The benefits of such a solution are:

  • A simple solution (providing all it displays is a simple log).
  • The ability to dock the 'console' widget onto the main application window. (In Qt, anyhow).
  • The ability to create many consoles (if more than 1 thread, etc).
  • A pretty easy change from local console output to sending log over network to a client.

Hope this gives you food for thought, although I am not in any way yet qualified to postulate on how you should do this, I can imagine it is something very achievable by any one of us with a little searching / reading!

0

Make sure Qt5Core.dll is in the same directory with your application executable.

I had a similar issue in Qt5 with a console application: if I start the application from Qt Creator, the output text is visible, if I open cmd.exe and start the same application there, no output is visible. Very strange!

I solved it by copying Qt5Core.dll to the directory with the application executable.

Here is my tiny console application:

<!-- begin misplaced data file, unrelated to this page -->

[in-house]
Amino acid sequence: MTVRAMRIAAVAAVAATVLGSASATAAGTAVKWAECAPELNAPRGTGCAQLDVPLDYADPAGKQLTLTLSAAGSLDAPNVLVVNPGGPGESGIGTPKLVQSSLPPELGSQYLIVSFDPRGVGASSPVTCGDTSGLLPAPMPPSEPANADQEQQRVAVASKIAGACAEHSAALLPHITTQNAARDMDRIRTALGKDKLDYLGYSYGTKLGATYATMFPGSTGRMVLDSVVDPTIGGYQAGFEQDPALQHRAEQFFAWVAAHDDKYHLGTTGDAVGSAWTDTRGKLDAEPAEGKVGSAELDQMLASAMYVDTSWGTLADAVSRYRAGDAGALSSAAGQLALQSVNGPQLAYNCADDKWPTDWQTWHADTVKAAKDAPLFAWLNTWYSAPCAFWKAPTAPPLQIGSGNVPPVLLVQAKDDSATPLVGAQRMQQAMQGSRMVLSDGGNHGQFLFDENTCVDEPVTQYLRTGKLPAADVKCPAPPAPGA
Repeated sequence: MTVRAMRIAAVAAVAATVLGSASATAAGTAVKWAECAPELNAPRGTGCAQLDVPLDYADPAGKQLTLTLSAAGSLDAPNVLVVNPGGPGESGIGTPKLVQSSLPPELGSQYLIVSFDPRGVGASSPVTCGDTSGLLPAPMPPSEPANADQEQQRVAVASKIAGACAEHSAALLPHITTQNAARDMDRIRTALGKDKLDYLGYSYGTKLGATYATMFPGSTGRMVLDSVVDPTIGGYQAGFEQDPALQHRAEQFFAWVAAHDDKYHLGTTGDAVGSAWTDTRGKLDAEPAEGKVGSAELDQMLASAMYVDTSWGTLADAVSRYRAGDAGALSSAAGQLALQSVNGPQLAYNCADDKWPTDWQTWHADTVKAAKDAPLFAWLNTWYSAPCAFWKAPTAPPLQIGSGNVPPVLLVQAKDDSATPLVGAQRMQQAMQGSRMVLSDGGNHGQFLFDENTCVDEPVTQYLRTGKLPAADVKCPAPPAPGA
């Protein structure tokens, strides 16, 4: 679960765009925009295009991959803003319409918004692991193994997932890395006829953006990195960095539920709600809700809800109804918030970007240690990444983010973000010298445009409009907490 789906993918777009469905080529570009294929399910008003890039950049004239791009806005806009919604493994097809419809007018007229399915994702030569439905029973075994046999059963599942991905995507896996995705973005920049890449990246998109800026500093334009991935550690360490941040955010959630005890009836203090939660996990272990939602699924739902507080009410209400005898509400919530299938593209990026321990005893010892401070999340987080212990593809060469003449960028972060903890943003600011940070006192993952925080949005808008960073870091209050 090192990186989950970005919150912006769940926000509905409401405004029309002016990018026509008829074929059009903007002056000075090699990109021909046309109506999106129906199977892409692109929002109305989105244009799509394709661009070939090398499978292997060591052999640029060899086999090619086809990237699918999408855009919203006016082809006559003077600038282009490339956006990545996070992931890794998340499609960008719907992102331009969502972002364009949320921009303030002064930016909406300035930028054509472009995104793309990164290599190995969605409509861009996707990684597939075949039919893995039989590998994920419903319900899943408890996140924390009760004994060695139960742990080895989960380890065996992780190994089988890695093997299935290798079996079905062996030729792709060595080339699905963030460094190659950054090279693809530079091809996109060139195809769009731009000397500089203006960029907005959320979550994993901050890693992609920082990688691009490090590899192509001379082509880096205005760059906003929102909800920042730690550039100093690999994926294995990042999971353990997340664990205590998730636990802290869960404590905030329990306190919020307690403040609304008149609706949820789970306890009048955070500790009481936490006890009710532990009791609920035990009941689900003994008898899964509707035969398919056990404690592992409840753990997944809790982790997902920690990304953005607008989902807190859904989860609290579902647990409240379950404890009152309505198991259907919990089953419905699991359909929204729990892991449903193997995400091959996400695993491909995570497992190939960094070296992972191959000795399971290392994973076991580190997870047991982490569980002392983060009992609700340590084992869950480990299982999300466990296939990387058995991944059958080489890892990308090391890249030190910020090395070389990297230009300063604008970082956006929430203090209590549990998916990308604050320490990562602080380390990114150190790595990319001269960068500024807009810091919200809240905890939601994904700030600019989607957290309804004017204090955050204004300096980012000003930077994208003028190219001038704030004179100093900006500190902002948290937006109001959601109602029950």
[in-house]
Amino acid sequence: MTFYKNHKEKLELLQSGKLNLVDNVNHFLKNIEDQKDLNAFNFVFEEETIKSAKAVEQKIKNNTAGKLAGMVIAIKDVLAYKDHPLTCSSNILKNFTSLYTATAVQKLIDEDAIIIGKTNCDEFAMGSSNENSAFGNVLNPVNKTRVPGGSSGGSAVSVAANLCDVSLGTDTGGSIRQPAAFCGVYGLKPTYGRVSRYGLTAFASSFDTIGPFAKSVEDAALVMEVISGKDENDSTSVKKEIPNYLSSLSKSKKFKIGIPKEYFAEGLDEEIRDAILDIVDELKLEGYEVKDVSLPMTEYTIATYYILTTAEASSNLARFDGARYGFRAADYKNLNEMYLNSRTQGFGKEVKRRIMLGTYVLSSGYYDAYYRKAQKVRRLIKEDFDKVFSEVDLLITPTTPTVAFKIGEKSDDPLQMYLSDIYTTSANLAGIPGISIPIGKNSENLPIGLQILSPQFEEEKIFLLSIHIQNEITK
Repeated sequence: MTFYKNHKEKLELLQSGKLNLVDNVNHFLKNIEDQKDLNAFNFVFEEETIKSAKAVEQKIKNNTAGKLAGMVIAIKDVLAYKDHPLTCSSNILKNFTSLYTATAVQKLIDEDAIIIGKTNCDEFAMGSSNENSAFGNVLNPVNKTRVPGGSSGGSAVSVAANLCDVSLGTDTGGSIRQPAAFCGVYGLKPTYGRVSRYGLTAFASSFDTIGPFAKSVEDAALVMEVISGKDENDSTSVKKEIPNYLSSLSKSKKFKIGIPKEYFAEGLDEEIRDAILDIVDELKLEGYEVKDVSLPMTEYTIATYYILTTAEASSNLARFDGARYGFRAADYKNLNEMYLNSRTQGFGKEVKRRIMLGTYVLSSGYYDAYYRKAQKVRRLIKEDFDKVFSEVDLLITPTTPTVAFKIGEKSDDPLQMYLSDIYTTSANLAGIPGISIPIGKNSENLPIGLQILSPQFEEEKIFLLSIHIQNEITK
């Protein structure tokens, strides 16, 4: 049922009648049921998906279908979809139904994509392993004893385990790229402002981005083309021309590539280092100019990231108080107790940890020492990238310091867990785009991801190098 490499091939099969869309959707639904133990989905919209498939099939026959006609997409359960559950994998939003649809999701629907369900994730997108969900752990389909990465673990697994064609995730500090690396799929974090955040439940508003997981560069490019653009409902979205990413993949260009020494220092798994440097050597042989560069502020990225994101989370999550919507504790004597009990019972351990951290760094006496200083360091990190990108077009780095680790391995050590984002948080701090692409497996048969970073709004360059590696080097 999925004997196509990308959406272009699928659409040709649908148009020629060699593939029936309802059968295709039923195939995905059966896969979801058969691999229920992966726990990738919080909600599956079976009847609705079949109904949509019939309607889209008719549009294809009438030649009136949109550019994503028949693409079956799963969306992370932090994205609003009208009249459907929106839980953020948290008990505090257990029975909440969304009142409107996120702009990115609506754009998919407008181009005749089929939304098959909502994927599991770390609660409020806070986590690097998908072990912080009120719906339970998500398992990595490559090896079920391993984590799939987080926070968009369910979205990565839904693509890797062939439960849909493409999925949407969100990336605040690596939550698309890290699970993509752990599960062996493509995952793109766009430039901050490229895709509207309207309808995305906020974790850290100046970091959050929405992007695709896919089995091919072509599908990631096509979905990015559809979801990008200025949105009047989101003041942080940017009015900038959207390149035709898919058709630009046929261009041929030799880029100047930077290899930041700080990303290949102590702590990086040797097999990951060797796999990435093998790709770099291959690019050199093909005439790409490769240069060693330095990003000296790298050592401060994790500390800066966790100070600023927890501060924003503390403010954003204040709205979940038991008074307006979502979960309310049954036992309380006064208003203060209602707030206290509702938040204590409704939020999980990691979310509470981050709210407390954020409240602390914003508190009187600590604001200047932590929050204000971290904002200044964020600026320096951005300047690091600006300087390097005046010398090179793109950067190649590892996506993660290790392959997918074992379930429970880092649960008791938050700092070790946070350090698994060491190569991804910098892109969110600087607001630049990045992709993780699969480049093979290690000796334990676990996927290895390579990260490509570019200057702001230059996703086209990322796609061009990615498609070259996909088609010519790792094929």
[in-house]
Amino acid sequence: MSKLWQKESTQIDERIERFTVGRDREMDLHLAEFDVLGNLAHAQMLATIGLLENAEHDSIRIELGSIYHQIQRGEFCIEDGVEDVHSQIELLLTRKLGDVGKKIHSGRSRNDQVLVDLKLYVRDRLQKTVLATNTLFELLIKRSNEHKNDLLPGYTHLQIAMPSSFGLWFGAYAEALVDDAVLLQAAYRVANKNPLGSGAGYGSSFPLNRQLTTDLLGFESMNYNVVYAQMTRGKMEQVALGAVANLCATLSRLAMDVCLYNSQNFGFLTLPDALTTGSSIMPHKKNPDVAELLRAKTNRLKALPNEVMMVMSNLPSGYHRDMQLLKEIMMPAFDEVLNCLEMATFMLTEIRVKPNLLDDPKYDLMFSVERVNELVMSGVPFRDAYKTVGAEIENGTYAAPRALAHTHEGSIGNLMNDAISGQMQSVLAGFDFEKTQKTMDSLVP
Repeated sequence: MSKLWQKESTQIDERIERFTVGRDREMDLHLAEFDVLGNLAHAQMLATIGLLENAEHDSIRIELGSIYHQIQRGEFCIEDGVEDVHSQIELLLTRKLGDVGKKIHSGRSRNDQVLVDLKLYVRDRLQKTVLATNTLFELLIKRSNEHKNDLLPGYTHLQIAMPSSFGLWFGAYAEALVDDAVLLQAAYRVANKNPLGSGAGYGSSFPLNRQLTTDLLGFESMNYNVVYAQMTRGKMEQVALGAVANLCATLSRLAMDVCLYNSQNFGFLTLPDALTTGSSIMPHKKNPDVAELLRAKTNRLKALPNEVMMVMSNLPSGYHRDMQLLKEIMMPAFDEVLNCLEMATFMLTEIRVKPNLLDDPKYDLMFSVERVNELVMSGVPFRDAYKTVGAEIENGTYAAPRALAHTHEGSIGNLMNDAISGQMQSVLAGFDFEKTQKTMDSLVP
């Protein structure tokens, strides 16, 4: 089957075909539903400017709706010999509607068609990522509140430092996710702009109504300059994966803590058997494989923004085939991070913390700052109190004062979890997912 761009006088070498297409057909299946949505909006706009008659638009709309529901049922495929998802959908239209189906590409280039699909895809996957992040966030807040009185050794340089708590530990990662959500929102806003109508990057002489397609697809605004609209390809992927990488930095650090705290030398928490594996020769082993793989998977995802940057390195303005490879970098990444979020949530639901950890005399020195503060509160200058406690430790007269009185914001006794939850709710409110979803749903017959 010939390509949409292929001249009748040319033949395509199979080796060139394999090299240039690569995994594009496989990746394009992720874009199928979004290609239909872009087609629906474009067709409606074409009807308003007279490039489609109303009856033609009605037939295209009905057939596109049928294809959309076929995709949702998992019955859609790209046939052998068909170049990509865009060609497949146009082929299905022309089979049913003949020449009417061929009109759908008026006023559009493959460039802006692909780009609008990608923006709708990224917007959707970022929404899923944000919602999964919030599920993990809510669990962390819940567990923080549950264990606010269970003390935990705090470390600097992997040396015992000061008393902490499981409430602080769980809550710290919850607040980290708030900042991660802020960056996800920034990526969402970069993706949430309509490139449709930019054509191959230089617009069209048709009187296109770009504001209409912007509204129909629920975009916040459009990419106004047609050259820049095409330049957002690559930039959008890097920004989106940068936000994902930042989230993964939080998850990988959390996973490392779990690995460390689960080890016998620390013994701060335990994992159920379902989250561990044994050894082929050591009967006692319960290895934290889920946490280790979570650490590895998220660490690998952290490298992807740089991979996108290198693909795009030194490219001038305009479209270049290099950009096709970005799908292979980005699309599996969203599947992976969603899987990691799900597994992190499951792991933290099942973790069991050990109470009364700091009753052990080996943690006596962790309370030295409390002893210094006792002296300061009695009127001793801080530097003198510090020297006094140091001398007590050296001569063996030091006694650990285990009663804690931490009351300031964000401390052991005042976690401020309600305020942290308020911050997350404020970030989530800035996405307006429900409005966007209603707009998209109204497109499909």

#include <QCoreApplication>
#include <QDebug>

int main(int argc, char *argv[])
{
    int x=343;
    QString str("Hello World");
    qDebug()<< str << x<<"lalalaa";

    QTextStream out(stdout);
    out << "aldfjals alsdfajs...";
}
0

I also played with this, discovering that redirecting output worked, but I never saw output to the console window, which is present for every windows application. This is my solution so far, until I find a Qt replacement for ShowWindow and GetConsoleWindow.

Run this from a command prompt without parameters - get the window. Run from command prompt with parameters (eg. cmd aaa bbb ccc) - you get the text output on the command prompt window - just as you would expect for any Windows console app.

Please excuse the lame example - it represents about 30 minutes of tinkering.

#include "mainwindow.h"
#include <QTextStream>
#include <QCoreApplication>
#include <QApplication>
#include <QWidget>
#include <windows.h>

QT_USE_NAMESPACE

int main(int argc, char *argv[])
{
    if (argc > 1)   {
        // User has specified command-line arguments
        QCoreApplication a(argc, argv);
        QTextStream  out(stdout);
        int     i;

        ShowWindow (GetConsoleWindow(),SW_NORMAL);
        for (i=1; i<argc; i++)
             out << i << ':' << argv [i] << endl;
        out << endl << "Hello, World" << endl;
        out << "Application Directory Path:" << a.applicationDirPath() << endl;
        out << "Application File Path:" << a.applicationFilePath() << endl;
        MessageBox (0,(LPCWSTR)"Continue?",(LPCWSTR)"Silly Question",MB_YESNO);
        return 0;
    } else  {
        QApplication a(argc, argv);
        MainWindow w;

        w.setWindowTitle("Simple example");
        w.show();
        return a.exec();
    }
}
0
0